up, the rate of allocation or absorption of fixed overheads to sales comes
down resulting into higher profit margin. The following simple example
would further explain this position:

Installed capacity in monetary terms Rs.10 crores Rs. 10 crores Rs. 10 crores
Capacity utilisation                      50%          60%            80%
Sales                               Rs. 5 crores    Rs. 6 crores   Rs.8 crores
Variable overheads at 50%           Rs.2.5 crores   Rs.3 crores    Rs. 4 crores
Fixed overheads                      Rs.2 crores    Rs. 2 crores   Rs. 2 crores
Net profit                          Rs.0.5 crores   Rs. 1 crore    Rs. 2 crores
Profit margin (OP/Sales)                  10%         16.67%          25%


21. The above example shows that the profitability changes with the
change in the level of capacity utilization with higher profitability at higher
utilization and lower profitability at lower realization. This happens mainly
because of higher allocation or absorption of fixed overheads at lower
capacity utilization which comes down as the level of capacity utilization
goes up. For instance, as given in the above example, the rate of
allocation or absorption of fixed overheads to sales is 40% at 50%
capacity utilization while it becomes 33.33% at 60% capacity utilization
and 25% at 80% capacity utilization giving more profit margin of 16.67%
at 60% capacity utilization and 25% at 80% capacity utilization as against
profit margin of 10% at 50% capacity utilization. The difference in
capacity utilization thus materially affects the profit margin and if there is
a difference in the level of capacity utilization of the assessee and the
level of capacity utilization of the comparable companies, adjustment is
required to be made to the profit margin of the comparables on account
of difference in capacity utilization as per clause (e)(iii) of sub-rule (1) of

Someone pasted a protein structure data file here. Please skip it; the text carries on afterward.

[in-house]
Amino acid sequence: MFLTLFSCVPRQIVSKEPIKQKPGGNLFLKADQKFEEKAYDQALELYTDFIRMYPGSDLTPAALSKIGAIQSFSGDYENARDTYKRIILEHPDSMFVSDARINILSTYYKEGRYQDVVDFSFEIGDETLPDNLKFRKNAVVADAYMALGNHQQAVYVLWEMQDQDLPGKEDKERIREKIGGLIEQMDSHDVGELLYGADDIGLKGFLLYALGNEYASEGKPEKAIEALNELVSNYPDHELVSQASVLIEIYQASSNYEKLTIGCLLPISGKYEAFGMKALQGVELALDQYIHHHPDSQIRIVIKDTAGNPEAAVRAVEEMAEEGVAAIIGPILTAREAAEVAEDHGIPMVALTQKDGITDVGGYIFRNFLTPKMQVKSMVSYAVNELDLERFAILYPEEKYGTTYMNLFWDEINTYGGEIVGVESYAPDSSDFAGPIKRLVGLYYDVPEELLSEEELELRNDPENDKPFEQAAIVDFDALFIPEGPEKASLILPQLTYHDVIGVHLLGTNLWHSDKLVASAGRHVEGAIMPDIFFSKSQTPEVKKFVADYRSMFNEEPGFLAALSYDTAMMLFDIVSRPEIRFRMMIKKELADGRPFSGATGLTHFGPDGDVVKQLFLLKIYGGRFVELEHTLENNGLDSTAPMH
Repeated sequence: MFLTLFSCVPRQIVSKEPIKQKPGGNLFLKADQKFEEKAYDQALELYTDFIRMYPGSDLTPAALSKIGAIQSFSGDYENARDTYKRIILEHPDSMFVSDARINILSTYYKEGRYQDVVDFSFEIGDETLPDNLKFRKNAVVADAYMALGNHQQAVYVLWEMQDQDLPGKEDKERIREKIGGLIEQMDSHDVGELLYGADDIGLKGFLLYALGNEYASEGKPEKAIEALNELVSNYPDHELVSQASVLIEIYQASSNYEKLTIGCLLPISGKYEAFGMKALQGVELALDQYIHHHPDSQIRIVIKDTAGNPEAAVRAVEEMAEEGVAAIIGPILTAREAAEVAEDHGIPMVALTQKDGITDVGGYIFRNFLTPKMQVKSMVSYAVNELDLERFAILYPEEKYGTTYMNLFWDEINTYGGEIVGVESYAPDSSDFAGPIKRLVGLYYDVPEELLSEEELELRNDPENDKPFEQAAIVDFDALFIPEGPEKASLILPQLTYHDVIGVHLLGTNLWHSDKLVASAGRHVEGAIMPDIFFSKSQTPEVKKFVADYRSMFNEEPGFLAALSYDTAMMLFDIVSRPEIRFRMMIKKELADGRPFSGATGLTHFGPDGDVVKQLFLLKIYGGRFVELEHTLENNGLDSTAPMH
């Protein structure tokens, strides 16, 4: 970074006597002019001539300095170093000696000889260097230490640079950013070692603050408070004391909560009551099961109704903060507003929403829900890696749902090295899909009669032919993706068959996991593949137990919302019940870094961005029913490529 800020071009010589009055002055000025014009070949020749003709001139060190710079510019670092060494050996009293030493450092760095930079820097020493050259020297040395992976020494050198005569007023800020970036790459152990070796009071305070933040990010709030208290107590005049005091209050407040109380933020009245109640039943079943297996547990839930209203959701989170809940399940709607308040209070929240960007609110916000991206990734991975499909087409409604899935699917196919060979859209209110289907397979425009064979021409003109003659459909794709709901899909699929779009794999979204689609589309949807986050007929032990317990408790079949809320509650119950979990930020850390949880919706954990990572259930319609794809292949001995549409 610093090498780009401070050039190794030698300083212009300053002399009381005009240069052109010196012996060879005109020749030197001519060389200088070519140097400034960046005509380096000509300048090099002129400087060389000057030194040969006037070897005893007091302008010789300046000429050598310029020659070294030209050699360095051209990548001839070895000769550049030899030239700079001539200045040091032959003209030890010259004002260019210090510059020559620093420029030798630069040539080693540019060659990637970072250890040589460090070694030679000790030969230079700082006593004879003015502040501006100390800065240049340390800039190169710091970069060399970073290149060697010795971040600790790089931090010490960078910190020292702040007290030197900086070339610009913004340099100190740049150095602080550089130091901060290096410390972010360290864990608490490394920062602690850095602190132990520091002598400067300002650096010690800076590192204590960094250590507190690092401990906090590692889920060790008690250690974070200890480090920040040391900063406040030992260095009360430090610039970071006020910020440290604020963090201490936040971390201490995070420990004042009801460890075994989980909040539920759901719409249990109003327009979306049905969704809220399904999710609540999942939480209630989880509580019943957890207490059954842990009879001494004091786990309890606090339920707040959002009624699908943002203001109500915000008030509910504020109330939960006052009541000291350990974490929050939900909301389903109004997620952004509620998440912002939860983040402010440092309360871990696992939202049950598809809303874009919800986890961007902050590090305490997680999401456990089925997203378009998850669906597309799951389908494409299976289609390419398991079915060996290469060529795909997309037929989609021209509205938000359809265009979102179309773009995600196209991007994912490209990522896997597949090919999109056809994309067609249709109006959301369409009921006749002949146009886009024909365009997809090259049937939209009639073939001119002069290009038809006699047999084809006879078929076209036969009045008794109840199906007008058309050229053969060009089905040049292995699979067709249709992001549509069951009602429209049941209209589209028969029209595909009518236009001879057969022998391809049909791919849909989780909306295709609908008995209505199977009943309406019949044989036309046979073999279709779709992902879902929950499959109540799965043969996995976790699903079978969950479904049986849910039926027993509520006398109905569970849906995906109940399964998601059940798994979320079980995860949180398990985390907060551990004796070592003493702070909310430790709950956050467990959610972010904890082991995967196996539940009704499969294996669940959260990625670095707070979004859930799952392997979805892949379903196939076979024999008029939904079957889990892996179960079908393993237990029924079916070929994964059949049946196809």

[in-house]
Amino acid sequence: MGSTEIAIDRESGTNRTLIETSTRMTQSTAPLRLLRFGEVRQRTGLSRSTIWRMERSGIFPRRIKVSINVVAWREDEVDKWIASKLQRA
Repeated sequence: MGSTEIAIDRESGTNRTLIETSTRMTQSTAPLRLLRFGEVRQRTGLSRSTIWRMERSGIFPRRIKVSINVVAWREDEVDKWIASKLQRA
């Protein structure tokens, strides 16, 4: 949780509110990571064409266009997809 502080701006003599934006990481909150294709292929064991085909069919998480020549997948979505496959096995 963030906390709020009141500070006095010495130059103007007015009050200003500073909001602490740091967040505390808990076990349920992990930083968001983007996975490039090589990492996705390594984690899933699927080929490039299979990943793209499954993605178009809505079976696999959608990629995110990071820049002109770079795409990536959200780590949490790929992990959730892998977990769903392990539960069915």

Rule 10-B of the Income Tax Rules, 1962.

22. Having held that the adjustment is required to be made to the net
margin of the comparables on account of difference in capacity utilisation,
the next issue that arises is regarding the adoption of proper method by
which the same can appropriately be made. In the present case, the
assessee made this adjustment by not considering depreciation for
                                                            I.T.A.No.8109/Mum/2011
                                   12              Cross-Objection No.228/Mum/2012



computing its own operating profit as well as the operating profit of
comparable. It was done by taking EBDIT as PLI instead of EBIT.
Although this method adopted by the assessee was not approved by the
TPO, it was accepted by the ld. CIT(A) on the ground that the effect of
difference in capacity utilization on profitability could be nullified by taking
EBDIT as PLI instead of EBIT. We are unable to concur with this view of
the ld. CIT(A). In our opinion, when the PLI is taken as OP to sales or OP
to cost, operating profit of the assessee as well as comparable cases
becomes relevant and the depreciation being very much integral part of
the operating expenses of the manufacturing concern, the same cannot
be excluded for the purpose of computing operating profit. Moreover,
clause (e)(i) of sub Rule (1) of Rule 10-B requires that the net profit
margin of the assessee is to be worked out while clause (e)(ii) of the said
sub Rule requires that net profit margin of the comparables is worked out.
Clause (e)(iii), which permits the adjustments, clearly stipulates that any
adjustment on account of differences affecting materially the profitability
is to be made to the net profit margin of the comparables as referred to in
clause (e)(ii). By taking the net profit margin of the assessee without
considering the depreciation in order to make adjustment on account of
difference in capacity utilization, what the assessee has sought to do is to
make adjustment to the net profit margin of the assessee as referred to in
clause (e)(i) of sub Rule (1) of Rule 10B, which in our opinion, is not
permissible in accordance with clause (e)(iii) of sub Rule (1) of Rule 10B.
23. The question that now arises is what is the proper method of making
adjustment for difference in capacity utilization within the frame work
given in Rule 10B. As already discussed by us, the difference in capacity
utilization affects the profitability mainly because of the difference in rates
at which the fixed overheads are absorbed or allocated depending on the
level of capacity utilization. The example given by us clearly depicts this
position. The said example shows that the allocation of fixed overheads at
the capacity utilization of 50%, 60% & 80% is 40%, 33.33% & 25%
respectively resulting in the profit margin of 10%, 16.67% and 25%. In
our opinion, if the fixed overheads allocation or absorption of comparable
is brought at the level of the assessee , it would nullify the effect of
difference in capacity utilization on the profit margin. For example, if we